Internal – Not appropriate.
USB – See below, under “Looking for better network separation?”

Configure Virtual Networking

You will then need to install either Windows or Linux. eg: Ubuntu. In this case, I have installed Windows 7.

Install Windows 7

Whichever OS you install, you can install the guest tools to unlock integration including clipboard and folder sharing. Even if you do not want these features, you can switch them on and off, the tools will help ensure your guest VM behaves correctly.

Install VirtualBox Tools

Consider how you wish to interact with your browser, eg: you may wish to copy links from the host to the guest… or you may wish to copy webpage text from the guest to the host. Set this to your requirements, just remember that if the guest can read your host clipboard, then it can read your clipboard all the time. This type of risk is reduced later with read only disks and snapshot reverts.

Clipboard Settings

As per the above, configure a set sub folder to be shared with the VM if you want to seamlessly move files. However if you share too much, the guest browser VM will have access to it.

Test Folder Share

Once you have your system installed, updated and correctly configured it is best to take a snapshot. This will save the state of the system by creating a differencing image file, where any new disk writes are stored. Your live VM will behave normally but you will be able to revert to the snapshot.

Take new snapshot

Once you are up and running you will find you need to patch / update your browser and browser guest operating system. I would recommend when you need to do this, you revert the VM to a known clean snapshot, perform the updates and take a new snapshot. Once you are happy all is well you should delete any snapshots that are no longer required as managing these will be come more complex and slow performance over time.

Delete unneeded snapshots

When you want to refresh your browser, eg: clean the session, drop any malware stuff etc from the guest OS, then revert to a known clean snapshot. You may choose to do this daily, and/or after visiting untrusted content etc etc.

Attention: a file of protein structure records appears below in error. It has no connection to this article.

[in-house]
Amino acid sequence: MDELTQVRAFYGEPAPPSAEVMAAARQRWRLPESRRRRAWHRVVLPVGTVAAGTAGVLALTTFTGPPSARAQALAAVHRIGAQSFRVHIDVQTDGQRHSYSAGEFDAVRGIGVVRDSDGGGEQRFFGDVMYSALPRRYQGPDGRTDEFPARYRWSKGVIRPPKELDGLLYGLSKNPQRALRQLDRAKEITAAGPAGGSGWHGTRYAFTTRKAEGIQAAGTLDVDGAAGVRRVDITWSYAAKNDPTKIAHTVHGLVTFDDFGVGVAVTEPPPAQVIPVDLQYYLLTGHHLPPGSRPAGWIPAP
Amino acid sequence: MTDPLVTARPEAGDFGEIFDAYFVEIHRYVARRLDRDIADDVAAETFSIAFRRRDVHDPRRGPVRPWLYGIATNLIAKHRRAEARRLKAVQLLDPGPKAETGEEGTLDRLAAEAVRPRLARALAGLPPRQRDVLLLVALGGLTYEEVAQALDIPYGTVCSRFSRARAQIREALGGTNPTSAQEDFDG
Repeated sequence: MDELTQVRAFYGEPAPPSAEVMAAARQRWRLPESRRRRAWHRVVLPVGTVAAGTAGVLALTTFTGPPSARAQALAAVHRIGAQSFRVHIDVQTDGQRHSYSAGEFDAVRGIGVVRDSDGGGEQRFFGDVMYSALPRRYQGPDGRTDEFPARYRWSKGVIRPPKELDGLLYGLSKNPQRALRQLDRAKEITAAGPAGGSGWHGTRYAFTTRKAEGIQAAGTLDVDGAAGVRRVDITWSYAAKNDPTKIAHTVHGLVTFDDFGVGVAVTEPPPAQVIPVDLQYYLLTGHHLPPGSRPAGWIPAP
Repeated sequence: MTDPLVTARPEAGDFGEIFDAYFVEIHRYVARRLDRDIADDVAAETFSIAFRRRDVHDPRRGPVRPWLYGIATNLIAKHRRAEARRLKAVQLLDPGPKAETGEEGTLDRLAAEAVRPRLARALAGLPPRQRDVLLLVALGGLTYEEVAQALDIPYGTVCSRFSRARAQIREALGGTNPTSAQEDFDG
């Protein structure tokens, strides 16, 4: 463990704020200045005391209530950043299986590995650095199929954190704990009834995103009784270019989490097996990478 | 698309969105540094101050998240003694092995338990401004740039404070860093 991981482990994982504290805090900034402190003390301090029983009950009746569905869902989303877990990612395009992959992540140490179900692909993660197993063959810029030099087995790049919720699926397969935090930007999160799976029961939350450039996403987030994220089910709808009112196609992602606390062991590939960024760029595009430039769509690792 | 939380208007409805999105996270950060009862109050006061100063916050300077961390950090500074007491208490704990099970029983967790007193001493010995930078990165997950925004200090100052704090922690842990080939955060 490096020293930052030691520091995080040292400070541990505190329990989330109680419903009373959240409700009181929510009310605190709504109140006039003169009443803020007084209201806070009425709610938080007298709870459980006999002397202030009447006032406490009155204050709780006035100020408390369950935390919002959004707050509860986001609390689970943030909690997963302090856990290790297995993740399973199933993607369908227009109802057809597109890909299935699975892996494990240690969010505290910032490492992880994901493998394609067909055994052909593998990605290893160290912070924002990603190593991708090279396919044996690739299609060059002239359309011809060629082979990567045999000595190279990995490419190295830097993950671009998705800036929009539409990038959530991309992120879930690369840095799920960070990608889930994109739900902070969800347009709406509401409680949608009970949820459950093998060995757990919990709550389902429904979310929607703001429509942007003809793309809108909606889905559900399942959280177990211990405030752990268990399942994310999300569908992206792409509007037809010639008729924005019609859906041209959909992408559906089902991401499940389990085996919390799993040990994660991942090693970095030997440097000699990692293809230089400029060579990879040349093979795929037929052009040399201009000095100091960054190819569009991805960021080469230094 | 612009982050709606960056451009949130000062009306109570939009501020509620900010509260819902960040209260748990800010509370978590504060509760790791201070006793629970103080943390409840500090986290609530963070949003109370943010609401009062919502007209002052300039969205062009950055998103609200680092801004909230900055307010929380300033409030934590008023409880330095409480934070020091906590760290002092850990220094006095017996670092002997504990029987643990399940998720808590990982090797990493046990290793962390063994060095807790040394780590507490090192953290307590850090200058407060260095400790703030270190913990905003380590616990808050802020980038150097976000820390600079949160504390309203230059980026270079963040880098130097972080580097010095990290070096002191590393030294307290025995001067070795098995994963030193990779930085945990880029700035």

Revert to or restore snapshot as needed

Investigate the display modes to play with seamless window integration.

seamless-mode

Desktop 1

Looking for better network separation?

If you would like even clearer network separation, then consider this. VirtualBox is loading a USB kernel driver into your host OS. So remove all the network cards from the VM, now the system does not share the host systems network adaptor at all. Now connect a USB Ethernet Adaptor to the PC, and create a USB filter.

USB Ethernet

USB Ethernet

Immutable images vs Snapshots

My original option was to use the VirtualBox immutable image setting for the main guest drive, and then the differencing file would be automatically thrown away when the system went through a full power off and power on cycle. (All changes are lost when the virtual machine is powered on the next time, as this is when the temporary differencing file is removed). I noticed issues however where this was not removing the differencing files correctly and I was ending up with several, or I would revert the image to ‘normal’ mode to install updates, and these updates would go into a differencing image. I therefore recommend snapshots at this time, which also helps keep this straight forward as you will need to be used to reverting and creating new snapshot for the patch/update process.

Thoughts?

Would like to here your thoughts and ideas, please comment below.

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VeraCrypt takes a minute to pre-boot authenticate

VeraCrypt PIM 2VeraCrypt is a free disk encryption software, that is based on TrueCrypt 7.1a.

If you are suffering slow boot up with VeraCrypt, you password takes ages to be accepted or slow pre boot authentication then read on…

When I first tested VeraCrypt with Windows 10, I had problems with it taking around a minute to process the password in the pre-boot environment. After a couple of boots, I wondered if this was really a workable potion at this time.

I then found this was due to the “Personal Iterations Multiplier”, PIM. It is a parameter that was introduced in VeraCrypt 1.12 and whose value controls the number of iterations used by the header key derivation function.

As shown in the screenshots, it is possible to set this value as you wish, some quick tests showed setting the value to 1 took less than a second. Therefore, I recommend reviewing the documentation and then selecting an appropriate value if you are suffering from this problem.

https://veracrypt.codeplex.com/wikipage?title=Personal%20Iterations%20Multiplier%20%28PIM%29

VeraCrypt PIM 1

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letsencrypt quick setup – Ubuntu and Apache

Note to self following a quick setup on a development box….

Setup:

apt-get install git
git clone https://github.com/letsencrypt/letsencrypt /opt/letsencrypt
cd /opt/letsencrypt
./letsencrypt-auto --apache -d example.com -d www.example.com --email admin@example.com --agree-tos

To renew:

/opt/letsencrypt/letsencrypt-auto renew

Quick cron hack for renewals:

echo "/opt/letsencrypt/letsencrypt-auto renew" >> /etc/cron.daily/letsencrypt-cron.sh
chmod +x /etc/cron.daily/letsencrypt-cron.sh

Test with:

/etc/cron.daily/letsencrypt-cron.sh

Thanks to Adam for the head start: https://www.adamcouch.co.uk/2016/02/20/lets-encrypt/
More here: https://letsencrypt.org/